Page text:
Second wave of coronavirus is hitting UK, Boris Johnson says

19 September 2020, 07:18

Boris Johnson says second wave of coronavirus ‘inevitable’ in the UK

Nick Hardinges

By Nick Hardinges

A second wave of coronavirus cases is hitting the UK and was always "inevitable", Prime Minister Boris Johnson has said.

The UK leader conceded to reporters that the UK was seeing a second wave of Covid-19 "coming in" as he visited a construction site on the Harwell Science and Innovations campus near Didcot, Oxfordshire.

Mr Johnson said: "There's no question, as I've said for several weeks now, that we could expect and we are now seeing a second wave coming in.

"We've seen it in France, we've seen it in Spain, across Europe it's been absolutely, I'm afraid, inevitable that we would see it in this country."

It comes as the UK's transmission rate rose to between 1.1 and 1.4 this week following a significant rise in Covid-19 infections across the country.

The prime minister was visiting the site of the new Vaccines Manufacturing and Innovation Centre which is currently being built to manufacture vaccines for Covid-19 and is set to open next summer.

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Boris Johnson said the UK was seeing a second wave of coronavirus coming in
Boris Johnson said the UK was seeing a second wave of coronavirus coming in. Picture: PA

Mr Johnson said a second lockdown was the "last thing anybody wants" but that the current measures would need to be kept "under review".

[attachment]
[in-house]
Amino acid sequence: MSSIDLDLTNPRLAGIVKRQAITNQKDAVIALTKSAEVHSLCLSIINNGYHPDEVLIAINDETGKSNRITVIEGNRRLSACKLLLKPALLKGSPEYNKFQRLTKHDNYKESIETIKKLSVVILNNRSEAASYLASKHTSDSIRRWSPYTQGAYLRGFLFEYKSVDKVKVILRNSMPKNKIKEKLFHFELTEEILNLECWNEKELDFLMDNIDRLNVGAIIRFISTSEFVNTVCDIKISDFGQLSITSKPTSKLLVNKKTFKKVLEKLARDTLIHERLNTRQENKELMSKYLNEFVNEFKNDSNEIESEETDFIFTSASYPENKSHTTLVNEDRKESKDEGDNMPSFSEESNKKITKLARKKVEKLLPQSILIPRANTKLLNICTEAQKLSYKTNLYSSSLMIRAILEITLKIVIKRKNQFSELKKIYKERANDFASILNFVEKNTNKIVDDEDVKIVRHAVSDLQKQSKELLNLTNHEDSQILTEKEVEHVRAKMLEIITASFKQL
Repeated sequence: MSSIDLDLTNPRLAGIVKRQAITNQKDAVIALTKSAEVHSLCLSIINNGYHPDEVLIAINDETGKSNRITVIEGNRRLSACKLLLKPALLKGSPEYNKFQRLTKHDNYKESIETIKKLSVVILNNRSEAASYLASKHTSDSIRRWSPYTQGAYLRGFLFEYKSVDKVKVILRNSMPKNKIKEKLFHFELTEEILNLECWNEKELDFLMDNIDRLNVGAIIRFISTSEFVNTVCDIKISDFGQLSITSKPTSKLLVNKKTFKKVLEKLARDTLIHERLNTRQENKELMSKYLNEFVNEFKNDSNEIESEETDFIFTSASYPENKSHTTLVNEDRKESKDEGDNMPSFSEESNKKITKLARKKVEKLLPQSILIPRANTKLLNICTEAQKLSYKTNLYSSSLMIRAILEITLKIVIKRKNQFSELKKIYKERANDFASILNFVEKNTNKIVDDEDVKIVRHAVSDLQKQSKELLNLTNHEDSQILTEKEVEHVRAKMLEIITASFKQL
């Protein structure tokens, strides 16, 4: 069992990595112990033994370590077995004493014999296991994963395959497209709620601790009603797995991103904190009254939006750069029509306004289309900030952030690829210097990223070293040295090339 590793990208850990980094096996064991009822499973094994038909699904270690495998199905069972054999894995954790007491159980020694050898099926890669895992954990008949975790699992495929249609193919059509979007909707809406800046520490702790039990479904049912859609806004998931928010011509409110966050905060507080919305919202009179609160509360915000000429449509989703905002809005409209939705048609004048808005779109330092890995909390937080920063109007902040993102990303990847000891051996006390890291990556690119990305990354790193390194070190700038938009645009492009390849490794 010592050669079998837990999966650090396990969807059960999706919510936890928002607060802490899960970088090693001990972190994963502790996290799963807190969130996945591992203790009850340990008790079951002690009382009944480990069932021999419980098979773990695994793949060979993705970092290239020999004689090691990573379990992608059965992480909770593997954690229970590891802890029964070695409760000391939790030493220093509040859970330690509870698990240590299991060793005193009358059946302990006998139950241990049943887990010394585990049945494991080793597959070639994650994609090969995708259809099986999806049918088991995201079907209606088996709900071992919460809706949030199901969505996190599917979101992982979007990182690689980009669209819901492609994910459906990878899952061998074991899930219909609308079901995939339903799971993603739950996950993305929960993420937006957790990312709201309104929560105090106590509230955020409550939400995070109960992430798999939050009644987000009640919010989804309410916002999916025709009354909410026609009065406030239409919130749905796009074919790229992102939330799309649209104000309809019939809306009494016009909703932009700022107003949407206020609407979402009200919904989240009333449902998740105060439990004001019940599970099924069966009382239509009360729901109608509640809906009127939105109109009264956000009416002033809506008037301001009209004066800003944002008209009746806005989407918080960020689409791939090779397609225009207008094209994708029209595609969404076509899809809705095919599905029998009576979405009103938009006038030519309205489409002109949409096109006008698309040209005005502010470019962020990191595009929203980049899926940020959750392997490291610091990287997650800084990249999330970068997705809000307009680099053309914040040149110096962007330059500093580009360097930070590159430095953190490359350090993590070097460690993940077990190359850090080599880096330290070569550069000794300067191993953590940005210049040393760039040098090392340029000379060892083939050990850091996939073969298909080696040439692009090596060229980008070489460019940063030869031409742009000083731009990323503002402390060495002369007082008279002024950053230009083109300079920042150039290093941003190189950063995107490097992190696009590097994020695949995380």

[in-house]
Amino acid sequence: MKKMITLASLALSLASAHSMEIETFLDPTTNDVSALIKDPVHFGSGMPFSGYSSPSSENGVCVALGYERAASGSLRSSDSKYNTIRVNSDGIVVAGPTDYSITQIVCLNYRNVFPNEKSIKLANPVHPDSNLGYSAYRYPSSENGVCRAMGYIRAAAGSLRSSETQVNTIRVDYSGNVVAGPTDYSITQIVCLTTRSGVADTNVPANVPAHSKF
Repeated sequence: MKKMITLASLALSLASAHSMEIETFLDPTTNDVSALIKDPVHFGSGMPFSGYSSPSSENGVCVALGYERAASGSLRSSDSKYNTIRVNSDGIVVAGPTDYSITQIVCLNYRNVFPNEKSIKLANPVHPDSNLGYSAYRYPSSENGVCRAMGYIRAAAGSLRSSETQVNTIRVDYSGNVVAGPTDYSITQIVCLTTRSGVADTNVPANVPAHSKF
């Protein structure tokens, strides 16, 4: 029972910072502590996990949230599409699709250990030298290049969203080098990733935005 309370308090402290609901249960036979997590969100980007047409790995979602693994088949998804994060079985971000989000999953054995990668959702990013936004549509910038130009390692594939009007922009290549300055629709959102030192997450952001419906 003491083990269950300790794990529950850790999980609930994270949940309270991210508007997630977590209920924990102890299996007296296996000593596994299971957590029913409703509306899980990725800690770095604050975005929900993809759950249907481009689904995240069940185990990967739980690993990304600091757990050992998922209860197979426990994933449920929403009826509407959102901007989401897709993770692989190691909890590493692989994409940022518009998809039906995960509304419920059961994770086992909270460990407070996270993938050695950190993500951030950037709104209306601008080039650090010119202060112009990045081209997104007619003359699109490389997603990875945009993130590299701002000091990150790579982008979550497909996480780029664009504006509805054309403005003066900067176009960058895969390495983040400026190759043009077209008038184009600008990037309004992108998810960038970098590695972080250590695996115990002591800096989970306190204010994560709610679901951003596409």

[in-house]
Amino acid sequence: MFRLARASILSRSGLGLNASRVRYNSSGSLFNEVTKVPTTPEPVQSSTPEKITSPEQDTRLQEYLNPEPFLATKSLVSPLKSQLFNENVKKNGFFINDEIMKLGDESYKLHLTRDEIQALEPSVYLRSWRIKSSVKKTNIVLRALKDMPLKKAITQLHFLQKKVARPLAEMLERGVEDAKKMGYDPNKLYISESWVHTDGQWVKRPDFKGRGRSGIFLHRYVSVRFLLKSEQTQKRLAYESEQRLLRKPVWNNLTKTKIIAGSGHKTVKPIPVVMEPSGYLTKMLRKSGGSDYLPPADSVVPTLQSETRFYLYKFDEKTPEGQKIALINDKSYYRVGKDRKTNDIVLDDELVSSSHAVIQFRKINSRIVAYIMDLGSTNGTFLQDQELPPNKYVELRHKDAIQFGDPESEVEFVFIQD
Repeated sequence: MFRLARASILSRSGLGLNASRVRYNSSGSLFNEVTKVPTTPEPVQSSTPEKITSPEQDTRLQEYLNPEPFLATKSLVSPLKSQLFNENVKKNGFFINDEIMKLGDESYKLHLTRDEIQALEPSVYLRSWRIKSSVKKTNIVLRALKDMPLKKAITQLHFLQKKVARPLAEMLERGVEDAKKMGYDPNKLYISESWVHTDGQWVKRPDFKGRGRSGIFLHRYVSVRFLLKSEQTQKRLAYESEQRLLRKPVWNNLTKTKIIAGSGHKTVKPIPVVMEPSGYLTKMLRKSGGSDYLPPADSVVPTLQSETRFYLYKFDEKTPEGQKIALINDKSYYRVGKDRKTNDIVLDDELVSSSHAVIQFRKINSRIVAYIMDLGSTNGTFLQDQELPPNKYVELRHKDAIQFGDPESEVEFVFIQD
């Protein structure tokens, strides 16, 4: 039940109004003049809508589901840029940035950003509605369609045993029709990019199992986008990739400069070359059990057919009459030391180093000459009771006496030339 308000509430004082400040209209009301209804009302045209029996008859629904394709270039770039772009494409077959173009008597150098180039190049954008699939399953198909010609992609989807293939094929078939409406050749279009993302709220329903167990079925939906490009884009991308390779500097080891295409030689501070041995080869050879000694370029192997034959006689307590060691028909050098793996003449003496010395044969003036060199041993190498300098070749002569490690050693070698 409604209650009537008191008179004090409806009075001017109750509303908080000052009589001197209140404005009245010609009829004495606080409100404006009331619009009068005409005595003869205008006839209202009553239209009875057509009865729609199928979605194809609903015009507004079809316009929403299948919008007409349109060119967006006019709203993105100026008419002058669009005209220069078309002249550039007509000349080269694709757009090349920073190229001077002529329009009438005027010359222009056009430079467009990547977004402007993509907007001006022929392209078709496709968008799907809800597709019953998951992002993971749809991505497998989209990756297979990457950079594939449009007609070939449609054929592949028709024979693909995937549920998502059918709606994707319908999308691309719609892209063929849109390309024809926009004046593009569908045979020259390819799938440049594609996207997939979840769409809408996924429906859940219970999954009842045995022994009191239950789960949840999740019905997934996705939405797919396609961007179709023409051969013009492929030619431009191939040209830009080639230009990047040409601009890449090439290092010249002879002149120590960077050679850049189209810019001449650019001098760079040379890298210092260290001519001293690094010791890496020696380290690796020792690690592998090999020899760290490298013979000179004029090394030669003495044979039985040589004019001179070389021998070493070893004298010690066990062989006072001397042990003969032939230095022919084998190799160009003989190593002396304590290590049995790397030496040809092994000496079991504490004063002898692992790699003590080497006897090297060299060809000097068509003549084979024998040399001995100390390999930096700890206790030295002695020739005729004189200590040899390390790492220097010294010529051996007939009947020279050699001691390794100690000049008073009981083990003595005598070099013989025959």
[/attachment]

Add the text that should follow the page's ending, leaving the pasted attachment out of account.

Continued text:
"On Monday we brought in the measures that we did, the 'rule of six', to really try and restrict what people are doing and to bring in a new buffer - and to make it absolutely clear, the 'rule of six': indoors six maximum, six outdoors maximum," he told broadcasters in Oxfordshire.

"But the crucial thing is at the same time to observe the basic rules on social distancing - hands, face, space - that is what everybody has got to do if we want to continue to beat this thing.

"But as we look at this particular curve and what is happening now, clearly we are going to keep everything under review. I don't want to get into a second national lockdown at all, it is the last thing anybody wants.

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"I don't want to go into bigger lockdown measures at all, we want to keep schools open and it is fantastic the schools have gone back in the way they have. We want to keep the economy open as far as we possibly can, we want to keep businesses going.

"The only way we can do that is obviously if people follow the guidance."

The prime minister said the government was considering whether it should to "go further" than the current national restrictions that were put in place this week.

Asked about the possibility of a two-week October half-term in order to bring in a short lockdown, Mr Johnson told reporters: "What I can certainly say about parents and schools is we want to keep the schools open, that is going to happen.